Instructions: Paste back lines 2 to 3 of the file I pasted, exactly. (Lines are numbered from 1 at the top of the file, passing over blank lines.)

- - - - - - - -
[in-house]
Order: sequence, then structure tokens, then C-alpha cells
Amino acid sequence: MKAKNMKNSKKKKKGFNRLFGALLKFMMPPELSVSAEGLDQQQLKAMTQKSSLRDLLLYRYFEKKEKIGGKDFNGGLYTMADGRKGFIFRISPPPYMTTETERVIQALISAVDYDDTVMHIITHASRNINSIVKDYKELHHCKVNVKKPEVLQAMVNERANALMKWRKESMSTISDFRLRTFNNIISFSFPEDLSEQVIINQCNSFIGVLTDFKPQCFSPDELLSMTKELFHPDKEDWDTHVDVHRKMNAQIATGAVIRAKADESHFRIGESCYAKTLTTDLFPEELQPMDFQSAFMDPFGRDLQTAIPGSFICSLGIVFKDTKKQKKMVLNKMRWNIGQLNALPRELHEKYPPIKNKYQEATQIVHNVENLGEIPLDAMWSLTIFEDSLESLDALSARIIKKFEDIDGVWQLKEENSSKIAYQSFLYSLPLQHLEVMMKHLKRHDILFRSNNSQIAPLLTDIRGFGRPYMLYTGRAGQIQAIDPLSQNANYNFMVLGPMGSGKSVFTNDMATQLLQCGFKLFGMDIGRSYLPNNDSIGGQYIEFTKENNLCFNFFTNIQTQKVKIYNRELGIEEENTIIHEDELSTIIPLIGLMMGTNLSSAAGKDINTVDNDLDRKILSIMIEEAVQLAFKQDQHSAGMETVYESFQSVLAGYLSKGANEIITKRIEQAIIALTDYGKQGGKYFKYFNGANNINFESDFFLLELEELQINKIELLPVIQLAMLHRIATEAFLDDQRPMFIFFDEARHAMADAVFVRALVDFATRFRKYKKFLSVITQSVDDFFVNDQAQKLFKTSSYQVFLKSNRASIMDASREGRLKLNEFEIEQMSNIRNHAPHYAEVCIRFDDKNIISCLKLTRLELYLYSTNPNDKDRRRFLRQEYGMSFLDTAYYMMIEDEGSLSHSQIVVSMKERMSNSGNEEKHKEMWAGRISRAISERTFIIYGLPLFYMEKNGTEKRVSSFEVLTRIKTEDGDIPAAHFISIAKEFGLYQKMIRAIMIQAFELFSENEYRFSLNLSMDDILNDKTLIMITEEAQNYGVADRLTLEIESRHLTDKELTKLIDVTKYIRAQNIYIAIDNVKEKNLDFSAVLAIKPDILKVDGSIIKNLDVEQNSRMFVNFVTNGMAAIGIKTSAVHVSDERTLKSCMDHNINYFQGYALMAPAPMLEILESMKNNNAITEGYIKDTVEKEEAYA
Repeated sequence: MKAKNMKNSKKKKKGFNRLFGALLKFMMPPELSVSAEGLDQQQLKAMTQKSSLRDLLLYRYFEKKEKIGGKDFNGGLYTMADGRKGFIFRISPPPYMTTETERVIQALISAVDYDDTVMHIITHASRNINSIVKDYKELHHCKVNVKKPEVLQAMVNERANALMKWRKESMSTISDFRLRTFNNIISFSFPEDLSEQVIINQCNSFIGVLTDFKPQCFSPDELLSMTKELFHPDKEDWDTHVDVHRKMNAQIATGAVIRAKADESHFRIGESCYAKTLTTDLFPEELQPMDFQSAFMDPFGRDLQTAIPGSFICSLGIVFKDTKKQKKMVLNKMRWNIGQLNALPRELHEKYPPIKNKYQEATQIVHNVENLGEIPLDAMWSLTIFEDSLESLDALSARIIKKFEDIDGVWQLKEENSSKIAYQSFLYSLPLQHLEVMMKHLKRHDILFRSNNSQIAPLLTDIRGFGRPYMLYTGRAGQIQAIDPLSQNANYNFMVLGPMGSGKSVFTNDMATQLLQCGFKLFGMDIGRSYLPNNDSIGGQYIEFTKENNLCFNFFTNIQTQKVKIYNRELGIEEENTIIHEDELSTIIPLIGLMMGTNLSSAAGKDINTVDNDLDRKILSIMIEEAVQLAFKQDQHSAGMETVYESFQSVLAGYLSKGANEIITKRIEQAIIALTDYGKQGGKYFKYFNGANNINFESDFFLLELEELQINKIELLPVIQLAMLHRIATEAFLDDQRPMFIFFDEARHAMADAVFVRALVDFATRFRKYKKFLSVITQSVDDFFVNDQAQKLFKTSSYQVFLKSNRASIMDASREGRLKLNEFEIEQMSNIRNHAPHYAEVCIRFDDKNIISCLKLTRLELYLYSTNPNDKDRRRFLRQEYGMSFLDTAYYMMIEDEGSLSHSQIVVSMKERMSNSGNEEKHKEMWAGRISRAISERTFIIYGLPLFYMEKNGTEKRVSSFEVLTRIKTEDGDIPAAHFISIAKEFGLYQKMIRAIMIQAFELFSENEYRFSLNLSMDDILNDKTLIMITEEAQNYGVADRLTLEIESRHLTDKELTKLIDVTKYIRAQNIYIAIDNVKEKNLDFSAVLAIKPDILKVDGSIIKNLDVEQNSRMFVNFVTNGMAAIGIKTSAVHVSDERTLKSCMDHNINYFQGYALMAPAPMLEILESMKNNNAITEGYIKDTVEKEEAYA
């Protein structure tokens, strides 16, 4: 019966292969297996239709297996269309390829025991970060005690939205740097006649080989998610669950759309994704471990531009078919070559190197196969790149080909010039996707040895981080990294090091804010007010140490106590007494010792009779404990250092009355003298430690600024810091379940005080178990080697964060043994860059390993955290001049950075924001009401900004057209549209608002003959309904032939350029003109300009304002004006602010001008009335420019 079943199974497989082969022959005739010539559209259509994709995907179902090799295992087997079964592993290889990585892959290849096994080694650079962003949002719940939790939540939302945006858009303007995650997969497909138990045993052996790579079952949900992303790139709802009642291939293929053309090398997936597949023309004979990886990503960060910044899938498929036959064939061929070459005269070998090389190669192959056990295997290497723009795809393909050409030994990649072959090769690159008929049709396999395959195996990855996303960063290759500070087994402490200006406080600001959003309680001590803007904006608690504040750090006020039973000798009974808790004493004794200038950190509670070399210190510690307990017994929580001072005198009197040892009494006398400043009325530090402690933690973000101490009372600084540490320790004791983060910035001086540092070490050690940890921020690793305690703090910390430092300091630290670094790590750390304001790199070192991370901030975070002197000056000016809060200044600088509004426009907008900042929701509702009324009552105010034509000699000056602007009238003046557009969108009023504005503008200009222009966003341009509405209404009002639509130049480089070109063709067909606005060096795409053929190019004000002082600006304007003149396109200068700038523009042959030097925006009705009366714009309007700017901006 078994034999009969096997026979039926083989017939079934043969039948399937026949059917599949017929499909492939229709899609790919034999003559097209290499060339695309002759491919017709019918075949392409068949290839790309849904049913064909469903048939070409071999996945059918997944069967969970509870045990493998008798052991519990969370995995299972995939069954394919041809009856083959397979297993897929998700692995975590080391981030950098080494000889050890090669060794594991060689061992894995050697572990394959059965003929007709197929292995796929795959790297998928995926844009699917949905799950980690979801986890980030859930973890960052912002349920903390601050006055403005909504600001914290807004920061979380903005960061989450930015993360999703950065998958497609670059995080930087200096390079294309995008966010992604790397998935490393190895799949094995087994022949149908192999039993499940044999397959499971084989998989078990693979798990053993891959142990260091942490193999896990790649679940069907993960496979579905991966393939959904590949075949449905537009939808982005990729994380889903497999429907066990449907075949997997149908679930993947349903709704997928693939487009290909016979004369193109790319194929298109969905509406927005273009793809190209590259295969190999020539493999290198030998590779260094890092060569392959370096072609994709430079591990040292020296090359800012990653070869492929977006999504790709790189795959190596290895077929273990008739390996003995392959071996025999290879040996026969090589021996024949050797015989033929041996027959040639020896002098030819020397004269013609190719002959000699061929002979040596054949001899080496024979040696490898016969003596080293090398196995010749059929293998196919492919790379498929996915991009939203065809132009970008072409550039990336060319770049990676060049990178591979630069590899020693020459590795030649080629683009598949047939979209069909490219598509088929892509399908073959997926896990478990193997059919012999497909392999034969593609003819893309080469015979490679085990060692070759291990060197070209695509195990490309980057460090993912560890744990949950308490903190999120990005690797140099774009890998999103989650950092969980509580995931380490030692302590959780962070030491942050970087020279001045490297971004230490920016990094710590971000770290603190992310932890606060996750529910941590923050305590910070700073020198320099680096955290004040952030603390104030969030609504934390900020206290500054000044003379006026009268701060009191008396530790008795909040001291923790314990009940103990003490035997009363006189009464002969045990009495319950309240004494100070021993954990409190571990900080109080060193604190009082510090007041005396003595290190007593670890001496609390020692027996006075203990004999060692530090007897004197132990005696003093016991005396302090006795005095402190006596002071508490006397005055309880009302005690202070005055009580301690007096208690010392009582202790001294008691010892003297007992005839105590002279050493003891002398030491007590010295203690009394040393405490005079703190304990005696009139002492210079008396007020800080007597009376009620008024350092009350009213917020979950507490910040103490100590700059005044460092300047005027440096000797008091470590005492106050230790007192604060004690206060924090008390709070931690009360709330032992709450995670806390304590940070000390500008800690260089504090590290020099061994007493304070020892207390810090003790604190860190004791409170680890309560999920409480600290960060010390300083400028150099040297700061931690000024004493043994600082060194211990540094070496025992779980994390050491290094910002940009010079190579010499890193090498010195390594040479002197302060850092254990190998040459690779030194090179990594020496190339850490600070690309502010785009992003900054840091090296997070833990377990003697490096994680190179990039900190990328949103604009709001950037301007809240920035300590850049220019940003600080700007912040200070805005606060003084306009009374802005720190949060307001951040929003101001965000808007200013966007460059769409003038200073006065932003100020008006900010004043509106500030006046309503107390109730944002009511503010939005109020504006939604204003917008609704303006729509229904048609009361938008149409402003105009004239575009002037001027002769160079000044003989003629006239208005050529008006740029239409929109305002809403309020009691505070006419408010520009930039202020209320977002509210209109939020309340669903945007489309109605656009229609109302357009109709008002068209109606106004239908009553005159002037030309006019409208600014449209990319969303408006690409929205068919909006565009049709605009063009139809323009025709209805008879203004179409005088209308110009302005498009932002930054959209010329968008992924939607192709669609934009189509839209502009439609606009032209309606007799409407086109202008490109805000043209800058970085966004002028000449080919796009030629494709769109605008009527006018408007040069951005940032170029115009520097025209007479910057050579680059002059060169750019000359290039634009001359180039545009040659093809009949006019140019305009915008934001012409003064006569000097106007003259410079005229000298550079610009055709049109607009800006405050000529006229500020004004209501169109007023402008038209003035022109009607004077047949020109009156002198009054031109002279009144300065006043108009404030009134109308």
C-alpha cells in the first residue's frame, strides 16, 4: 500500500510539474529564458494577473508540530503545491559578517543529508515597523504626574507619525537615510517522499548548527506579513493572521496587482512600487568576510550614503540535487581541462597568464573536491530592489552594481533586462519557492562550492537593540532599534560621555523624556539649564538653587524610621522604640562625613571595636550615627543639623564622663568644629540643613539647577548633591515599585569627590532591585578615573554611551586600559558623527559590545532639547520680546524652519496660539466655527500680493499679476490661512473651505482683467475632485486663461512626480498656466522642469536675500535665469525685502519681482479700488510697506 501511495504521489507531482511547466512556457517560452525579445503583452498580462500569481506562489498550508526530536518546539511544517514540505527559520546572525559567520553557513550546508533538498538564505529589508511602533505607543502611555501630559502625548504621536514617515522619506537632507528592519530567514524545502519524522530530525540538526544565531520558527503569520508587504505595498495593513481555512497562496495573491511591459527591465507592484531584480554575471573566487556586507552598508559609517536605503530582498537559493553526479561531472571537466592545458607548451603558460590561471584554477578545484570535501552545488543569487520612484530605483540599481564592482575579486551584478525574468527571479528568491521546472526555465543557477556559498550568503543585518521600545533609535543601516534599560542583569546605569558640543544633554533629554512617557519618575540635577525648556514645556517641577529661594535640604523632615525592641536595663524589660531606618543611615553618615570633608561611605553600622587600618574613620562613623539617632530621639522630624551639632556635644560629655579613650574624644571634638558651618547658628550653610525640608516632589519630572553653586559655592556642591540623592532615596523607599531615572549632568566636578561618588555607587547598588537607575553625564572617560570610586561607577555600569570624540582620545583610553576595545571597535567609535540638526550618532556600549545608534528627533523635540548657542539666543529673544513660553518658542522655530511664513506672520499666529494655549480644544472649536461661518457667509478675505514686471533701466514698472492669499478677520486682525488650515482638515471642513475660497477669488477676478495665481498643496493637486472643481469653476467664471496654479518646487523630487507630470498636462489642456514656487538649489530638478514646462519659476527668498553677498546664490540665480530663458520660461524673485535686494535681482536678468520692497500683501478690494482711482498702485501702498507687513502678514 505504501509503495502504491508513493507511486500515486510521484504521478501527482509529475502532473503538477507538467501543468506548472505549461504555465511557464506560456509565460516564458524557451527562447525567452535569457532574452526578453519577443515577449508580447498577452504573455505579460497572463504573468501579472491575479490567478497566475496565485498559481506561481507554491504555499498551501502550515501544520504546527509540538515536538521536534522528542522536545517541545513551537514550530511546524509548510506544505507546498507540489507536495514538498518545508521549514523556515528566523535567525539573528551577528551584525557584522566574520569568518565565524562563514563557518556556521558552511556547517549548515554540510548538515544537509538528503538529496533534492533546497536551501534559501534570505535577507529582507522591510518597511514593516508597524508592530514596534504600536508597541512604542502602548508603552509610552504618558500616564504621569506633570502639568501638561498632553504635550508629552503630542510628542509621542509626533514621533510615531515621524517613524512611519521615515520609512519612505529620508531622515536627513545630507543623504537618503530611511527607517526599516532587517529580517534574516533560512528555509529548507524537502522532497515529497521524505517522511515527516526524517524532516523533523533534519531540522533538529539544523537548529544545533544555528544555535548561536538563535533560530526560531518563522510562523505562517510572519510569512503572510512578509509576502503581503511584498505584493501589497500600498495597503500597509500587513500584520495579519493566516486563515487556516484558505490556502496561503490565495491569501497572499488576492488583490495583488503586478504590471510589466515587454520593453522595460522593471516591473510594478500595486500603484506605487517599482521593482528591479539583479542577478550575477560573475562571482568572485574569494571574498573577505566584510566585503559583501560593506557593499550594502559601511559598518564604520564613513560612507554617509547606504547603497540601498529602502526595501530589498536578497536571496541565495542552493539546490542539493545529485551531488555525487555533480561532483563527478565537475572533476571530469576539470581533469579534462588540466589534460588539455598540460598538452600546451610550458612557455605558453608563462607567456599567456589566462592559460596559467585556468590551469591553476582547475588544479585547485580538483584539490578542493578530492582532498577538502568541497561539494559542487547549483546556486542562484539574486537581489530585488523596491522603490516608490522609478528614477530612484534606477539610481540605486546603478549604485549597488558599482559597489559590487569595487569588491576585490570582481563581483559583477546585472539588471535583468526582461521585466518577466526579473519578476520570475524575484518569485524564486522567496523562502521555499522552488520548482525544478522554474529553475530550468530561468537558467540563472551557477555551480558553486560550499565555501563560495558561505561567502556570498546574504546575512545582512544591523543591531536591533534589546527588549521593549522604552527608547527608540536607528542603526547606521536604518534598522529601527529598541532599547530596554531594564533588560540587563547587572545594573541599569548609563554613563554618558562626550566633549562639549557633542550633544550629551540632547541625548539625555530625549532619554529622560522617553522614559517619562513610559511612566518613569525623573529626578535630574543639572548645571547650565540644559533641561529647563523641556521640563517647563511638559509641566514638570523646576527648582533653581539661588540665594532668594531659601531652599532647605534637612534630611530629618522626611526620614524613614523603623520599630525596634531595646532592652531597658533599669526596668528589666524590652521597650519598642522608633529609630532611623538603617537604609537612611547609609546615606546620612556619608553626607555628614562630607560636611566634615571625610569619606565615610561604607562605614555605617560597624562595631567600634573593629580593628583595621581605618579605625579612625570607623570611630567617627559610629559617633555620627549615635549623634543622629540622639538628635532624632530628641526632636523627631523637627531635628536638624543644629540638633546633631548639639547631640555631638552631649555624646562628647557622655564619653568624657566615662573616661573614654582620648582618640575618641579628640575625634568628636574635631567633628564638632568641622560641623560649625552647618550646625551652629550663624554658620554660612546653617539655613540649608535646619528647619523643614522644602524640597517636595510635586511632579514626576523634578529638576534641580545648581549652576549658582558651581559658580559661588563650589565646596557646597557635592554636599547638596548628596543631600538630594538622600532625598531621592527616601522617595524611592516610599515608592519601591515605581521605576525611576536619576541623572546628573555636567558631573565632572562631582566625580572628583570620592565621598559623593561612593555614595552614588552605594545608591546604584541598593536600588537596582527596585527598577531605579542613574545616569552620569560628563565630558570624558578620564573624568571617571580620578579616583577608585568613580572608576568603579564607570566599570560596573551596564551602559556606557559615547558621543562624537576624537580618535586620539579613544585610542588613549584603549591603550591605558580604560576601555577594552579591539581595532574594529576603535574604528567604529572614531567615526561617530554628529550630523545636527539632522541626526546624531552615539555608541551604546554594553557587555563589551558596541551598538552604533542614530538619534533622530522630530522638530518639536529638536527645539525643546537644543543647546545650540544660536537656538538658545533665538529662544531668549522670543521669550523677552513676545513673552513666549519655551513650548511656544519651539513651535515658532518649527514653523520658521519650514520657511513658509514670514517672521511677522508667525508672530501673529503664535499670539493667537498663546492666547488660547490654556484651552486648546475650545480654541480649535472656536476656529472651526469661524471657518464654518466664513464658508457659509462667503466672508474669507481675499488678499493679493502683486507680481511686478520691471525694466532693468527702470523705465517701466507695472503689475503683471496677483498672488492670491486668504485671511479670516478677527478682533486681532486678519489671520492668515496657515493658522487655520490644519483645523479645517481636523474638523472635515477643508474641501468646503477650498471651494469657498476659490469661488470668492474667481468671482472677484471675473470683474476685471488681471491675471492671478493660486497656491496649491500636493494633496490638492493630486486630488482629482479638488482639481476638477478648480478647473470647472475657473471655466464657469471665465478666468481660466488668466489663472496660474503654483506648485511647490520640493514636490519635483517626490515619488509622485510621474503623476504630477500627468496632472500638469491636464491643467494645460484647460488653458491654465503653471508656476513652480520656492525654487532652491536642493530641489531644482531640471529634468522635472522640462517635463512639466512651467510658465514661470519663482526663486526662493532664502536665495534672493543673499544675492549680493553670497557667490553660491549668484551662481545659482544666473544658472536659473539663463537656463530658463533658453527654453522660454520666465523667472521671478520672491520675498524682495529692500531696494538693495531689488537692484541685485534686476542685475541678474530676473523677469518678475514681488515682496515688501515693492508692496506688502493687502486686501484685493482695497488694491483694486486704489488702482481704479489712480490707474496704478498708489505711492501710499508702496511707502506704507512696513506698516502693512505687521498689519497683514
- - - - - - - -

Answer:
Order: sequence, then structure tokens, then C-alpha cells
Amino acid sequence: MKAKNMKNSKKKKKGFNRLFGALLKFMMPPELSVSAEGLDQQQLKAMTQKSSLRDLLLYRYFEKKEKIGGKDFNGGLYTMADGRKGFIFRISPPPYMTTETERVIQALISAVDYDDTVMHIITHASRNINSIVKDYKELHHCKVNVKKPEVLQAMVNERANALMKWRKESMSTISDFRLRTFNNIISFSFPEDLSEQVIINQCNSFIGVLTDFKPQCFSPDELLSMTKELFHPDKEDWDTHVDVHRKMNAQIATGAVIRAKADESHFRIGESCYAKTLTTDLFPEELQPMDFQSAFMDPFGRDLQTAIPGSFICSLGIVFKDTKKQKKMVLNKMRWNIGQLNALPRELHEKYPPIKNKYQEATQIVHNVENLGEIPLDAMWSLTIFEDSLESLDALSARIIKKFEDIDGVWQLKEENSSKIAYQSFLYSLPLQHLEVMMKHLKRHDILFRSNNSQIAPLLTDIRGFGRPYMLYTGRAGQIQAIDPLSQNANYNFMVLGPMGSGKSVFTNDMATQLLQCGFKLFGMDIGRSYLPNNDSIGGQYIEFTKENNLCFNFFTNIQTQKVKIYNRELGIEEENTIIHEDELSTIIPLIGLMMGTNLSSAAGKDINTVDNDLDRKILSIMIEEAVQLAFKQDQHSAGMETVYESFQSVLAGYLSKGANEIITKRIEQAIIALTDYGKQGGKYFKYFNGANNINFESDFFLLELEELQINKIELLPVIQLAMLHRIATEAFLDDQRPMFIFFDEARHAMADAVFVRALVDFATRFRKYKKFLSVITQSVDDFFVNDQAQKLFKTSSYQVFLKSNRASIMDASREGRLKLNEFEIEQMSNIRNHAPHYAEVCIRFDDKNIISCLKLTRLELYLYSTNPNDKDRRRFLRQEYGMSFLDTAYYMMIEDEGSLSHSQIVVSMKERMSNSGNEEKHKEMWAGRISRAISERTFIIYGLPLFYMEKNGTEKRVSSFEVLTRIKTEDGDIPAAHFISIAKEFGLYQKMIRAIMIQAFELFSENEYRFSLNLSMDDILNDKTLIMITEEAQNYGVADRLTLEIESRHLTDKELTKLIDVTKYIRAQNIYIAIDNVKEKNLDFSAVLAIKPDILKVDGSIIKNLDVEQNSRMFVNFVTNGMAAIGIKTSAVHVSDERTLKSCMDHNINYFQGYALMAPAPMLEILESMKNNNAITEGYIKDTVEKEEAYA